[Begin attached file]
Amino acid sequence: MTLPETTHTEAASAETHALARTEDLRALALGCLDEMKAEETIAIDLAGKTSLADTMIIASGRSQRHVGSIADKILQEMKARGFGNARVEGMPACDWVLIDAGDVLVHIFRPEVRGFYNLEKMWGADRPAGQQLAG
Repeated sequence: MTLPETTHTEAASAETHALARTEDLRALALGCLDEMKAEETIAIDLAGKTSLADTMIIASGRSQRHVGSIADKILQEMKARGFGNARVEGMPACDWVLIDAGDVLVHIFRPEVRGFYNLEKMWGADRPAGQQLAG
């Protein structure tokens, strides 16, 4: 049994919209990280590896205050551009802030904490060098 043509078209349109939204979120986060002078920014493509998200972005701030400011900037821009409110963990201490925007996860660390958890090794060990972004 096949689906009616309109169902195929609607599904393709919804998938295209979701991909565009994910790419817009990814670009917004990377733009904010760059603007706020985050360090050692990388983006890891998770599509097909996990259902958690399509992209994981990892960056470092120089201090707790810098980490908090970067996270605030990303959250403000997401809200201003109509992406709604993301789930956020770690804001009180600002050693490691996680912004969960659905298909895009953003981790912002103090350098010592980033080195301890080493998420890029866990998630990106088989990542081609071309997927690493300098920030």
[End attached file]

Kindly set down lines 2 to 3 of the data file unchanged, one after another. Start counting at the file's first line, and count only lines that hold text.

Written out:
Repeated sequence: MTLPETTHTEAASAETHALARTEDLRALALGCLDEMKAEETIAIDLAGKTSLADTMIIASGRSQRHVGSIADKILQEMKARGFGNARVEGMPACDWVLIDAGDVLVHIFRPEVRGFYNLEKMWGADRPAGQQLAG
């Protein structure tokens, strides 16, 4: 049994919209990280590896205050551009802030904490060098 043509078209349109939204979120986060002078920014493509998200972005701030400011900037821009409110963990201490925007996860660390958890090794060990972004 096949689906009616309109169902195929609607599904393709919804998938295209979701991909565009994910790419817009990814670009917004990377733009904010760059603007706020985050360090050692990388983006890891998770599509097909996990259902958690399509992209994981990892960056470092120089201090707790810098980490908090970067996270605030990303959250403000997401809200201003109509992406709604993301789930956020770690804001009180600002050693490691996680912004969960659905298909895009953003981790912002103090350098010592980033080195301890080493998420890029866990998630990106088989990542081609071309997927690493300098920030």